Trust Ottawa to take one step forward and two steps back on light-trail transit.
This is what’s happening in the wake of growing OC Transpo shortfalls which project revenue losses of $3.7 billion over the next 25 years, if current trends continue. That has led to rather daft suggestions from some suburban councillors that Stage 3 LRT to Barrhaven, Kanata and Stittsville be scrapped in favour of a bus transitway.
“Using buses out to Kanata and Stittsville would be about 20 to 30 per cent of the cost (of trains),” said Stittsville Coun. Glen Gower, who also happens to be chair of the transit commission. “We have a good Transitway corridor,” agrees Barrhaven East Coun. Wilson Lo. “I don’t feel we’re using it to its full potential.” Similar thinking comes from Kanata Coun. Cathy Curry.
Just like that, decades of LRT planning should be dumped for buses. I hope no one takes them seriously.
The cost of Stage 3 is now set at $6.5 billion, with $2.5 billion for Kanata-Stittsville and $4 billion for Barrhaven. Gower says the Kanata leg would cost 30 per cent less with a transitway, which would bring it down to $1.8 billion. But who pays? And what happens to Barrhaven? The city has long maintained it doesn’t have money for Stage 3, and expects provincial and federal governments to foot the bill. But who knows: maybe it has $1.8 billion stashed away somewhere for a new busway.
The idea that Stage 3 LRT is now at risk for lack of money is nonsense. From the beginning, the city has counted on provincial and federal governments to fund the extension. And at no time have they said a flat-out no to the funding. Even in his much-quoted statement on the Confederation Line dysfunction, Premier Doug Ford never said he wouldn’t fund Stage 3. He said there would be no funding until the city fixes the current mess. Which makes sense because no government should pump billions into a project until it is sure the money won’t be wasted.
So, this report that Stage 3 may be unaffordable is bizarre, especially since the city never intended to fund it, and other governments have never said they won’t. Why, then are we suddenly fixated on Stage 3, which is some nine years away, when Stage 2 isn’t even completed? It is strange that the city is talking down Stage 3, when it needs provincial and federal government money. Talk about Ottawa shooting itself in the foot.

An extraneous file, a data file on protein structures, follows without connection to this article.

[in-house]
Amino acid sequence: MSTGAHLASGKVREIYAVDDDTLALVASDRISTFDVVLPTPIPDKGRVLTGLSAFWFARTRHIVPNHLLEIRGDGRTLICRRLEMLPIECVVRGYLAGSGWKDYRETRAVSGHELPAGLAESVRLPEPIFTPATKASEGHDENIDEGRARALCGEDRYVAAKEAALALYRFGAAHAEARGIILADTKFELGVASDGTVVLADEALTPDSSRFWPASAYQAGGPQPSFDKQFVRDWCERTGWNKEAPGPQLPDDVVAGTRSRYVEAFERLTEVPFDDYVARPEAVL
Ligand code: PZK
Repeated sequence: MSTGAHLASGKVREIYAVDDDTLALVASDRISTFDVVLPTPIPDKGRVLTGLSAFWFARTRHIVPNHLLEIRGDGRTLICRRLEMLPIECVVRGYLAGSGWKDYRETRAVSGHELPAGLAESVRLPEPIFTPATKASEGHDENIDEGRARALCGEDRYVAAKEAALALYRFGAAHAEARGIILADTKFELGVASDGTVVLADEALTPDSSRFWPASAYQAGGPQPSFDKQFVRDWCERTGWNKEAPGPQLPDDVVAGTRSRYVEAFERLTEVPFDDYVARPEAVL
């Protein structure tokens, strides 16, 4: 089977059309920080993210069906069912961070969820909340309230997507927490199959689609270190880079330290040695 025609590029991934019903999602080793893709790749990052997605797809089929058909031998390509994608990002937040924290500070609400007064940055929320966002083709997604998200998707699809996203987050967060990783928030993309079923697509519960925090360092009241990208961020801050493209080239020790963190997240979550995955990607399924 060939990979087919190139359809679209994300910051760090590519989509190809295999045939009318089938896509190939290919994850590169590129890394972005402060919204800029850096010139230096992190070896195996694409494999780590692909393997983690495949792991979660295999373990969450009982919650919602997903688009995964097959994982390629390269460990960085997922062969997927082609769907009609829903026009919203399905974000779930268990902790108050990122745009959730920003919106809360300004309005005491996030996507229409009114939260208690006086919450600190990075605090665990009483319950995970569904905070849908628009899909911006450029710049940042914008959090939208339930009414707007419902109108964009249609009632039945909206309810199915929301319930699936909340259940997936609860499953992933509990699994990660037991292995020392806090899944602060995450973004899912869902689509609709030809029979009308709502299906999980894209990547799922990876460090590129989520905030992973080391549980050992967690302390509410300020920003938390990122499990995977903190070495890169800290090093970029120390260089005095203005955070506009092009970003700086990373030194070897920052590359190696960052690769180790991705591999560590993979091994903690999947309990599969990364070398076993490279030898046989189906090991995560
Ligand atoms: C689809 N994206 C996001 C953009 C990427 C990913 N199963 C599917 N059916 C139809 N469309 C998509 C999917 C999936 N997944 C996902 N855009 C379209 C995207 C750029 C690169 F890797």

No doubt OC Transpo has serious problems, mainly declining ridership, much of it to do with the pandemic. And yes, fare revenue is down $101 million per year from what was projected when the Confederation Line was launched in 2019. But going into overdrive from there and projecting an alarming $3.7 billion revenue loss over 25 years is a scare tactic. The city needs to focus on today’s problem, which is finding a way to bring back riders who are increasingly frustrated and considering alternatives.
Some of these problems are not pandemic-related. I have a friend who has been taking the bus for 20 years; lately her complaints are getting desperate. She often takes Bus 40 from St. Laurent Boulevard to medical appointments and visits friends. The bus is often late, and sometimes doesn’t show up at all. On one occasion recently on the way to a medical appointment, a bus didn’t show up at its scheduled time. When she called OC Transpo customer service, they were apologetic but couldn’t even say when the next one would show up. Imagine that. The delays and cancellations have become so maddening, she is considering buying a car next spring.
These are everyday problems, and there may be many more like her out there. The challenge for the city and OC Transpo is to make every effort to improve the service now so people use it and stay with it. They should focus on today, not 25 years out.
Mohammed Adam is an Ottawa journalist and commentator. Reach him at email@example.com
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